Worm Breeder's Gazette 10(2): 84
These abstracts should not be cited in bibliographies. Material contained herein should be treated as personal communication and should be cited as such only with the consent of the author.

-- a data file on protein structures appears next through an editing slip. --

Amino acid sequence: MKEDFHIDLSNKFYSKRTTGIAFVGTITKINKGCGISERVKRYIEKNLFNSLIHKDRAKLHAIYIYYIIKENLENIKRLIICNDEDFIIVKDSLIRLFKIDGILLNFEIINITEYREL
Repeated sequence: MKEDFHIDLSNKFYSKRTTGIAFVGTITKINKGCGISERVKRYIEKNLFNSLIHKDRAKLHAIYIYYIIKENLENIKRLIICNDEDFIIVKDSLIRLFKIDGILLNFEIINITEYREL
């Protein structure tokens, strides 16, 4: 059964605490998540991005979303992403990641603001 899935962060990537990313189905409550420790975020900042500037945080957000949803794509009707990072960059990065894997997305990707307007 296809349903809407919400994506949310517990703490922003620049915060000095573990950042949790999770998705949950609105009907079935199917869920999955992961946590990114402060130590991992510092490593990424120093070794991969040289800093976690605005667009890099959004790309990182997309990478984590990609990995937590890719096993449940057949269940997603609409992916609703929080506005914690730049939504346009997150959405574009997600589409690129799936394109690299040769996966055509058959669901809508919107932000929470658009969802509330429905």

We have isolated clones from a genomic library of N2 that cross- hybridize at reduced stringency with probes from the lin-12 gene. We sent one of the genomic clones, which had been partially sequenced to confirm that it did indeed contain a lin-12 related gene, to Alan Coulson and John Sulston, who located the sequence on the physical map just to the right of lin-12 by fingerprinting. The combination of map position and sequence data made us very suspicious that the cloned sequence might correspond to glp-1, a gene that, like lin-12, has been implicated in cell-cell interactions (Austin and Kimble, 1987; Priess et al., 1987). We sent the clone to Judith Austin and Judith Kimble, who had at about the same time by Southern blot analysis found glp-1 allele alterations associated with cosmids in the region, and they then provided convincing evidence that our new sequence does correspond to the glp-1 gene (see their article in this Newsletter). We also sent the clone to Andy Fire, who had been microinjecting cosmid DNA from the region in collaboration with Jim Priess (see his article in this Newsletter). DNA sequencing of both genomic and cDNA clones reveals a predicted glp-1 product that is 50-60% identical with lin-12 over extensive regions. Like lin-12, the new sequence contains both EGF-like and nonEGF-like cysteine repeats in the predicted extracellular part of the protein as well as another repeated motif (also found in cdc10, SWI6 and Notch ) in the presumed cytoplasmic portion . For example, we compare in the Figure part of the sequence encoded within a restriction fragment identified by Austin and Kimble as containing glp- 1 allele alterations with part of the ORF A exon of lin-12 (an exon containing EGF-like repeats). These and more extensive sequence data not shown here suggest that lin-12 and glp-1 evolved from a common ancestor by gene duplication. Perhaps other developmentally important genes are members of this family. [See Figure 1]